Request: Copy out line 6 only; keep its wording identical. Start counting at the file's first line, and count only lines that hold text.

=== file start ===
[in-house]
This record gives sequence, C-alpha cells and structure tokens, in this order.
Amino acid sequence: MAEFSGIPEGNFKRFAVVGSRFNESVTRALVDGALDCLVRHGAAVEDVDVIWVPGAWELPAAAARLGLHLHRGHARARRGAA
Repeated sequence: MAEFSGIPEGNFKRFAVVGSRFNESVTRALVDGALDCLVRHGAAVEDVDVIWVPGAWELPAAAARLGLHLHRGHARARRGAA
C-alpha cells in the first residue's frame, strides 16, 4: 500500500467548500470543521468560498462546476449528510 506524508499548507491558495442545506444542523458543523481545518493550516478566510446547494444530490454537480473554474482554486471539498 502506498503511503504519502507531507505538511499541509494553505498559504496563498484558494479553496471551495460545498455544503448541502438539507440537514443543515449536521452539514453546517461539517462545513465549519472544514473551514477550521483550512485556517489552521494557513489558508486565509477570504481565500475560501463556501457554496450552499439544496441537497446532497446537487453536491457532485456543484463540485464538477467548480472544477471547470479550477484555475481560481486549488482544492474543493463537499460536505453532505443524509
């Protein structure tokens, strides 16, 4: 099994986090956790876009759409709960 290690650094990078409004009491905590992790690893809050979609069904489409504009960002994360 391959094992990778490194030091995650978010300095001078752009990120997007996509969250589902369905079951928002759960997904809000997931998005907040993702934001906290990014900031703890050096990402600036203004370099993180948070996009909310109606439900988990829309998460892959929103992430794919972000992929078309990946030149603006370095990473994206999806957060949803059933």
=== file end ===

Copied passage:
């Protein structure tokens, strides 16, 4: 099994986090956790876009759409709960 290690650094990078409004009491905590992790690893809050979609069904489409504009960002994360 391959094992990778490194030091995650978010300095001078752009990120997007996509969250589902369905079951928002759960997904809000997931998005907040993702934001906290990014900031703890050096990402600036203004370099993180948070996009909310109606439900988990829309998460892959929103992430794919972000992929078309990946030149603006370095990473994206999806957060949803059933």